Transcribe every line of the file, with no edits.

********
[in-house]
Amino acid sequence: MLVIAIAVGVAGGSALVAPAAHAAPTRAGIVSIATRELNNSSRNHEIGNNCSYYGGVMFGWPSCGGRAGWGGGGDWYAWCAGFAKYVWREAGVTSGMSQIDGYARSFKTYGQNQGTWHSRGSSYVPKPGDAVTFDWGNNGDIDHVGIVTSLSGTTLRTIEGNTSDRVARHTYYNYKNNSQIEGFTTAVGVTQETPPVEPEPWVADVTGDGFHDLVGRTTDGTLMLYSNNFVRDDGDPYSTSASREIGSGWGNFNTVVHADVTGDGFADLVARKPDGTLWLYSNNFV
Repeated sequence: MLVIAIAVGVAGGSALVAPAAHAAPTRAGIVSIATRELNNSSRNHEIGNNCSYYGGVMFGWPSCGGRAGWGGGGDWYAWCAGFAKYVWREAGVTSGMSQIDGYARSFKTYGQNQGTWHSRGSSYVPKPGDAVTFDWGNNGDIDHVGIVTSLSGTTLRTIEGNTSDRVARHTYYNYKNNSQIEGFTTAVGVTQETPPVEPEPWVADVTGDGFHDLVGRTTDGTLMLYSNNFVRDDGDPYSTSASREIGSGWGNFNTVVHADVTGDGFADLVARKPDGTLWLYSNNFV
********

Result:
[in-house]
Amino acid sequence: MLVIAIAVGVAGGSALVAPAAHAAPTRAGIVSIATRELNNSSRNHEIGNNCSYYGGVMFGWPSCGGRAGWGGGGDWYAWCAGFAKYVWREAGVTSGMSQIDGYARSFKTYGQNQGTWHSRGSSYVPKPGDAVTFDWGNNGDIDHVGIVTSLSGTTLRTIEGNTSDRVARHTYYNYKNNSQIEGFTTAVGVTQETPPVEPEPWVADVTGDGFHDLVGRTTDGTLMLYSNNFVRDDGDPYSTSASREIGSGWGNFNTVVHADVTGDGFADLVARKPDGTLWLYSNNFV
Repeated sequence: MLVIAIAVGVAGGSALVAPAAHAAPTRAGIVSIATRELNNSSRNHEIGNNCSYYGGVMFGWPSCGGRAGWGGGGDWYAWCAGFAKYVWREAGVTSGMSQIDGYARSFKTYGQNQGTWHSRGSSYVPKPGDAVTFDWGNNGDIDHVGIVTSLSGTTLRTIEGNTSDRVARHTYYNYKNNSQIEGFTTAVGVTQETPPVEPEPWVADVTGDGFHDLVGRTTDGTLMLYSNNFVRDDGDPYSTSASREIGSGWGNFNTVVHADVTGDGFADLVARKPDGTLWLYSNNFV